A basic condominium master policy will cover two things – general liability for association and property damage coverage for shared areas. This policy usually chooses from the 3 available types of coverage: bare walls, single entity, and all-in or all-inclusive.  

Wall-ins mean that some portion of your home’s inside is covered by the association. Basic flooring, cabinets, plumbing, and electrical equipment are typically covered under the association’s insurance coverage. Any upgrades you make are not covered.

Does HO-6 insurance cover special assessments issued by your HOA?

Individual condo policies vary, but even if yours includes loss assessment coverage it might not help with a special assessment for roof replacement because insurance doesn’t pay out on wear and tear.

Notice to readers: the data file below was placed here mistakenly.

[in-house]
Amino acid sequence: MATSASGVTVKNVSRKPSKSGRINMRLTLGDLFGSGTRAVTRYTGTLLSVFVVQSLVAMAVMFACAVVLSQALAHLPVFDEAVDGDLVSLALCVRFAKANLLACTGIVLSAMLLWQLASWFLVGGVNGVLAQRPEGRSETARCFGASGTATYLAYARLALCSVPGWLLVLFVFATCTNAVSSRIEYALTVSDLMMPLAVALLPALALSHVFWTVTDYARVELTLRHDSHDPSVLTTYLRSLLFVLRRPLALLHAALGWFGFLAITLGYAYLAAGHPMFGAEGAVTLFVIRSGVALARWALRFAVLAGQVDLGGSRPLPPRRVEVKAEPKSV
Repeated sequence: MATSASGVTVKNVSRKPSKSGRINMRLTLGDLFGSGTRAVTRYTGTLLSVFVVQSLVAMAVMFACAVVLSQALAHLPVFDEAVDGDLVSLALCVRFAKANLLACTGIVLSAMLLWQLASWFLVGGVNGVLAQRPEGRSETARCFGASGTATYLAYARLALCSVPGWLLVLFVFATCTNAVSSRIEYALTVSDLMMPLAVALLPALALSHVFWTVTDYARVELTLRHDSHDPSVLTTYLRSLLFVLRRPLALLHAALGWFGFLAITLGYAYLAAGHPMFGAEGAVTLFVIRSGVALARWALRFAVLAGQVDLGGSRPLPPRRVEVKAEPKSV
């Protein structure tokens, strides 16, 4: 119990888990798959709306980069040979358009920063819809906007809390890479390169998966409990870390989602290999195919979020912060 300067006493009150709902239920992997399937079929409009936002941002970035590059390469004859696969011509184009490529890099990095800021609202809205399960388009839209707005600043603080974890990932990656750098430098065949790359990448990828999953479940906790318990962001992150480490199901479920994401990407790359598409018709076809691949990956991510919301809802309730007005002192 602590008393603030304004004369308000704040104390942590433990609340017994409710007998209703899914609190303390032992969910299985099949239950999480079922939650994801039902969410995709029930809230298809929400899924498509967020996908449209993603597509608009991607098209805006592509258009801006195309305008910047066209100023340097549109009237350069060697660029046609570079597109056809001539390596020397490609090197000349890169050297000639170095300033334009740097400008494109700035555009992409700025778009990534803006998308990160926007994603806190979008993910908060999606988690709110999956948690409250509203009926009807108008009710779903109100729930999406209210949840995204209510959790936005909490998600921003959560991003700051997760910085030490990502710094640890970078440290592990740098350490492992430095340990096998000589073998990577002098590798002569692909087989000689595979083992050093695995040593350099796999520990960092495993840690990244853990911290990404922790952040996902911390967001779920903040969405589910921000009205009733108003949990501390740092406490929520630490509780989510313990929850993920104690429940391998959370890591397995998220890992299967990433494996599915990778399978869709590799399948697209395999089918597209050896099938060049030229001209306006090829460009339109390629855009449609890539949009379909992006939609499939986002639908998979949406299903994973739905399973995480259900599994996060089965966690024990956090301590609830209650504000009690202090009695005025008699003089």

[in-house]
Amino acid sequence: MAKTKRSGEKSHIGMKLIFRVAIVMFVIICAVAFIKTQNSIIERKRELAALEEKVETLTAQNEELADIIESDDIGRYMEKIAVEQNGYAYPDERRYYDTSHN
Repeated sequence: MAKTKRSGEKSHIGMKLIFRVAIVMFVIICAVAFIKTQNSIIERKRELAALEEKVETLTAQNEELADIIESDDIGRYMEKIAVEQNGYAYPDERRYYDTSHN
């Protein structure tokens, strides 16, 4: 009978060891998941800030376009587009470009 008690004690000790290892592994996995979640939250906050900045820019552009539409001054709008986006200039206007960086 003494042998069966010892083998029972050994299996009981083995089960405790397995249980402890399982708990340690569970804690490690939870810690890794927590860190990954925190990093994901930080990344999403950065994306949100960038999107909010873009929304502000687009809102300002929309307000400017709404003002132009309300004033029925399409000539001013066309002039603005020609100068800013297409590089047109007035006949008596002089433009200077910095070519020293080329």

Does condo insurance cover theft?

Yes, condo insurance covers theft but you will need to check your policy for any exclusions. For instance, your policy may not cover high-value items such as expensive jewelry or rare art pieces if you don’t have a specific endorsement. 

Does condo insurance cover water damage?

Condo owners are usually protected against water damage caused by their plumbing, water heaters or appliances or air-conditioners. Wear and tear and flooding are excluded.

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Shivani Gite
Contributing Writer

 
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Shivani Gite is a personal finance and insurance writer with a degree in journalism and mass communication. She is passionate about making insurance topics easy to understand for people and helping them make better financial decisions.